Why is small such a big deal? Small does not cost at all. Small is easy to reproduce. Small is more easily changed and exchanged. Small is mobile. Small is harder to stop. Small is intimate. Small is simple. Small infiltrates easier. Small is something people think they can do. Big does not do any of these things. We can change the world more quickly by becoming much smaller in our strategy.

If I can be vulnerable for a moment I want to share with you my greatest phobia. Until now, this was a secret known only to my wife and three kids (and boy do they have fun with it), but it is time for full disclosure. I am not afraid of large dogs, strange people or standing in high places. I have no problem in the dark or an enclosed place. I have a phobia about bugs. There, I said it. An individual bug doesn’t really bother me. I am glad to remove a spider found in the bathroom by one of my daughters without hesitation. It is when bugs swarm that I am creeped out. This has always been my greatest nightmare. Even as I write this and imagine it in my mind I feel shivers on the back of my neck. The feeling of ants all over my legs is the worst! I hate it.

The truth is we should all be a little freaked by swarms of insects; they are so overwhelming that there is almost no defense. You can have a double barrel shotgun and an automatic machine gun at the same time and you are absolutely defenseless against a swarm of killer bees. You can shoot at the swarm, and you may even hit a couple of the bees, but the swarm doesn’t even need to duck when you shoot. It will come without any slowing or adjustment after you have fired all rounds. And that is also why a decentralized movement can literally be unstoppable.

While for years now the church has invested in growing larger, the new missional movement is trying to get smaller in its focus so that it can get bigger in its impact.

Small is the new big.

From Church 3.0: Upgrades for the Future of the Church.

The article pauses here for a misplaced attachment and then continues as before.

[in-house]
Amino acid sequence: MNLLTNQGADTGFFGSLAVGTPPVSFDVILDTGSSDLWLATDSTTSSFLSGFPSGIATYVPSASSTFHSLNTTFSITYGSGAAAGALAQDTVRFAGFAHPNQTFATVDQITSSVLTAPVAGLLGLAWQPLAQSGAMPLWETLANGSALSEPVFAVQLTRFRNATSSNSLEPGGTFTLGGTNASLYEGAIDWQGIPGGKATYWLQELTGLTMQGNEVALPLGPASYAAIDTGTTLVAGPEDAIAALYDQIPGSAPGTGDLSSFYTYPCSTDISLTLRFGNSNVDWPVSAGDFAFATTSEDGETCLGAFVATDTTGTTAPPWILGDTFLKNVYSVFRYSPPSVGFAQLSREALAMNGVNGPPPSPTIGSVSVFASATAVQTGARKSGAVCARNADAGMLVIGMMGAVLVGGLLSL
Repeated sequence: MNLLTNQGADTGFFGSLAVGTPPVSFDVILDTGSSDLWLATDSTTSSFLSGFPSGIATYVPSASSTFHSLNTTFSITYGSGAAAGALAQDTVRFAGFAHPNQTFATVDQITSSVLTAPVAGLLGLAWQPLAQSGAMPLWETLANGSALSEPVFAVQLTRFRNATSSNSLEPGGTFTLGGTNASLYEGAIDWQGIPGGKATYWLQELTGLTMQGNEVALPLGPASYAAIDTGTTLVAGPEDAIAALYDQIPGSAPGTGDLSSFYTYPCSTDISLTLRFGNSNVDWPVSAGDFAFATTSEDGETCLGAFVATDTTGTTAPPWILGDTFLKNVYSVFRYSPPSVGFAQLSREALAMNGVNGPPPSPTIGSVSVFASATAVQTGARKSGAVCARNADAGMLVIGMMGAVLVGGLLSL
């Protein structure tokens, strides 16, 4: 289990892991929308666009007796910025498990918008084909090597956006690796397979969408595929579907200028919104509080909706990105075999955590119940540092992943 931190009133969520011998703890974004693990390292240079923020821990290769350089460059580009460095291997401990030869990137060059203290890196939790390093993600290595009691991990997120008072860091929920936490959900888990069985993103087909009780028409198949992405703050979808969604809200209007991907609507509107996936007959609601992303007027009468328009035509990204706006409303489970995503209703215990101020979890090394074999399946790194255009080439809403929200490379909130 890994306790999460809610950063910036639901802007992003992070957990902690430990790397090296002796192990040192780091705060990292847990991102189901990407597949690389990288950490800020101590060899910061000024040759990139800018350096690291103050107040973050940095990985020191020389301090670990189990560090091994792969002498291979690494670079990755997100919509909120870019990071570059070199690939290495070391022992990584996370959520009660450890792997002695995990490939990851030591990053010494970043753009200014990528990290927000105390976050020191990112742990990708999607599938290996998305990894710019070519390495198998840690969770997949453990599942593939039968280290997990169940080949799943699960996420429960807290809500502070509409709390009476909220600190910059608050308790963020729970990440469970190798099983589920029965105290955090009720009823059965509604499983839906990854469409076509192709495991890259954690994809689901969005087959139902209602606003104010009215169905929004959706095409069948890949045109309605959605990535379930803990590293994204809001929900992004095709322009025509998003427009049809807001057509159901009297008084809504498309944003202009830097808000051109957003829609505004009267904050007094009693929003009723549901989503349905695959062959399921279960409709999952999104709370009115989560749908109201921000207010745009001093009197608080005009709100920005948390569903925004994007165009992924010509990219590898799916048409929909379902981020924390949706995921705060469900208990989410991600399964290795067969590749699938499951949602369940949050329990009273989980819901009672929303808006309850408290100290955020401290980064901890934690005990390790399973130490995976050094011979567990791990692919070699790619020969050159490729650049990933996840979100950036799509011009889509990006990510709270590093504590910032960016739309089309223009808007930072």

Tuesday, February 2, 2010

Spiritual Gift Inventories

I was asked on my blog if I like to use spiritual gift tests in my church context. I thought you might all want to hear my answer:

For the most part, I do not use gift surveys, I believe they tend to do a few negative things.

Spiritual gift tests...
  1. Peg someone for life. We do not need the "I don't have that gift" excuse any more!
  2. Carry authority they should not. A survey doesn't tell you your gift. The Holy Spirit working through the body does.
  3. Have an unwritten bias in the test that slants people. Whoever develops the test has a point of view that slants the questions and gets tainted results.
  4. Take the focus off of the body and put it on the individual. We are all prone to be self absorbed already, these tests just get us looking in on ourselves and makes spiritual gift discovery about fulfilling our own needs...the opposite of what gifts are about.
  5. Make gift discovery simply a matter of personal preference rather than true effectiveness. All the surveys are more about what you prefer than what you actually do. The spiritual life is not to be driven by personal preference.
  6. Suggest that gift usage is a matter of job placement rather than HS led effectiveness. In most institutions, the roles available have a tendency to determine what usage of the gifts are defined as and limits all creative expression. Your gifts can be useful in many more avenues than a typical local church allows.
If the temptation to use surveys is just too much to bear, I suggest you have people take multiple tests just to bring some balance to the concept. At least then the people see that one test doesn't have authority and that they have different slants. I still think this can present a problem.

As tests go, I do like the idea of a 360 view where ten of your friends you know best take your test for you (such as on Alan Hirsch's APEST gift test online

There is nothing like serving others in the body to discover what you are called to do. Failure is also a great instructor, but it tends to cost a bit more than the typical survey does.